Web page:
|Pharmacologic Exacerbation of Periodic Leg Movements|
Pharmacologic Exacerbation of Periodic Leg Movements
Daniel Kang, M.D.
Periodic Leg Movements of Sleep (PLMS) are a common finding on nocturnal polysomnograms (PSGs), and can pose a diagnostic challenge for the primary care physician when treating patients with sleep disturbances. PLMS are associated with different medical diseases, can be secondary to medications, and can be an intrinsic movement disorder. We describe a patient who developed medication induced PLMS resulting in severe maintenance insomnia. Identification and discontinuation of the offending medication produced a complete resolution of the patient’s sleep disturbance. A brief literature review on common causes of secondary PLMS and Restless Leg Syndrome will be discussed.
A 25yr female without significant medical problems came to establish care with her Primary Care Physician (PCP) with the chief complaint of maintenance insomnia. Two months prior she developed nocturnal awakenings which occurred 2-4 times a night. Her usual bedtime was 10 PM and she denied difficulty falling asleep, or having any leg discomfort prior to falling asleep. Her nocturnal awakenings were spontaneous and they resulted in significant daytime fatigue and cognitive impairment. She did report that her boyfriend recently noted that she frequently moved and kicked her legs during her sleep, which disturbed his sleep on occasion. She denied having any other significant movements in her sleep such as sleep walking or seizure like activity.
She had recently moved to Los Angeles and had some anxiety adjusting to her new location and career, and was prescribed escitalopram by a previous physician. During this visit she was offered reassurance, and her maintenance insomnia was attributed to her psychosocial stressors, and she was continued on escitalo-pram. The rest of her past medical history and physical exam was unremarkable. Her only other medication was an oral contraceptive which she had been taking for over 2 years. Basic laboratory testing to including a CBC, Metabolic Panel, TSH, and Sexual Transmitted Disease panel were all within normal limits.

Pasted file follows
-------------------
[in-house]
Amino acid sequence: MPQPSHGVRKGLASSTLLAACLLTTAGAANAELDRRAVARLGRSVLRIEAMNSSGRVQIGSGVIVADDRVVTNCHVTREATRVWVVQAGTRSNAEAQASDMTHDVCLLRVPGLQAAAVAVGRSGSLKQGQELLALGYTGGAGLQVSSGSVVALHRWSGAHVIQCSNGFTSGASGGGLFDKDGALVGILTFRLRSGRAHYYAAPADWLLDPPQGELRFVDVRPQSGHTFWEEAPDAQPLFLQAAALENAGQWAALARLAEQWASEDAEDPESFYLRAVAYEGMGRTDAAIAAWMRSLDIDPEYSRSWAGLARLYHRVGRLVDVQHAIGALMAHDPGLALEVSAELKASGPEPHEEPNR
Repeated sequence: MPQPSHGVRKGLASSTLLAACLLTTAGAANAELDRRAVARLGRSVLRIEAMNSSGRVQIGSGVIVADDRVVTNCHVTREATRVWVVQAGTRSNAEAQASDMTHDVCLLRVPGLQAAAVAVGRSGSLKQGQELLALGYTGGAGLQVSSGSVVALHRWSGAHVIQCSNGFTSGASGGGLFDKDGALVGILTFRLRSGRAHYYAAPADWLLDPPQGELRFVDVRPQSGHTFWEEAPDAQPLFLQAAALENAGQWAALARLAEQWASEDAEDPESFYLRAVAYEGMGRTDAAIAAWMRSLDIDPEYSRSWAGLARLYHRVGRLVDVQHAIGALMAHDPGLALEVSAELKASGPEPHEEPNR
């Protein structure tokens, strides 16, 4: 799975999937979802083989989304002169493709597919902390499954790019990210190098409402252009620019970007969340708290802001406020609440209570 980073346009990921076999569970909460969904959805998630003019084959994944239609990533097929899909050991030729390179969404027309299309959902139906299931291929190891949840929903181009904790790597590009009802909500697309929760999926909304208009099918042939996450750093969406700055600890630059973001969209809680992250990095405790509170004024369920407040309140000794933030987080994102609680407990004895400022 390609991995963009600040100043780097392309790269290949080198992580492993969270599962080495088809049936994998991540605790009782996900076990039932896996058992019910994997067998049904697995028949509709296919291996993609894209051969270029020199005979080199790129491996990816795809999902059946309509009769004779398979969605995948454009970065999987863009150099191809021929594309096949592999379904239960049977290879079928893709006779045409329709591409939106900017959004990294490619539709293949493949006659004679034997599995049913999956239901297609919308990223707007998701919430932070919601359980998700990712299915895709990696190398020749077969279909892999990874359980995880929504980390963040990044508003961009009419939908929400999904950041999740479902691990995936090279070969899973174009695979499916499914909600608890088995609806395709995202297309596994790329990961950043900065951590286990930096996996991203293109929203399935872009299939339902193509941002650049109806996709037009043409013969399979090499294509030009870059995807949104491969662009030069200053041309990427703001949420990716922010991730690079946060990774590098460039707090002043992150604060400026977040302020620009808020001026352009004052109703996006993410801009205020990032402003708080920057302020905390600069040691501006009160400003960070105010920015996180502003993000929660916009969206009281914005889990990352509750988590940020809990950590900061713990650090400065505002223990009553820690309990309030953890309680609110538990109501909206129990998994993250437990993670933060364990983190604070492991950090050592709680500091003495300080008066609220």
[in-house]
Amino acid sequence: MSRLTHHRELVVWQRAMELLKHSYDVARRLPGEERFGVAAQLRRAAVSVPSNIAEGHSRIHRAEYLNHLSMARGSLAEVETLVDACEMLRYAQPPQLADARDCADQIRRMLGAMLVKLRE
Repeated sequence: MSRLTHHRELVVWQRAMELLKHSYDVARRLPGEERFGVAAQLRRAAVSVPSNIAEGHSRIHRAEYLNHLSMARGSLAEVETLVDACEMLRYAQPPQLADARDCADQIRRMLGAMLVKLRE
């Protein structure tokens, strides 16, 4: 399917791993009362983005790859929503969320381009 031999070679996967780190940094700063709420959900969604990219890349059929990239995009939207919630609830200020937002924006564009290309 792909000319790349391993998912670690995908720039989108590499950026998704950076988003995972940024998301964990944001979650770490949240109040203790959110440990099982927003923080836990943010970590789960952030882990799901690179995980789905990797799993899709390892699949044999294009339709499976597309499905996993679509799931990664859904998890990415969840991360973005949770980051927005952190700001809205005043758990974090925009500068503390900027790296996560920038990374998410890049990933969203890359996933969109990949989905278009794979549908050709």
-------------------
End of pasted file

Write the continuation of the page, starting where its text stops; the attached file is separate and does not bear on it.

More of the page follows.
She returned two months later with persistent maintenance insomnia and a PSG was ordered. The PSG data revealed the following pertinent findings:
Based upon her PSG findings, it was suspected that her PLMS were secondary to her medications, and her escitalopram was gradually titrated off over a three week period which resulted in complete resolution of her sleep disturbance. Iron studies were ordered which revealed a ferritin level of 34. She was prescribed iron supplementation, however she self discontinued the iron because of it caused significant constipation, and because she felt that her sleep was back to normal. A follow up telephone call 3 months later revealed no sleep disturbance.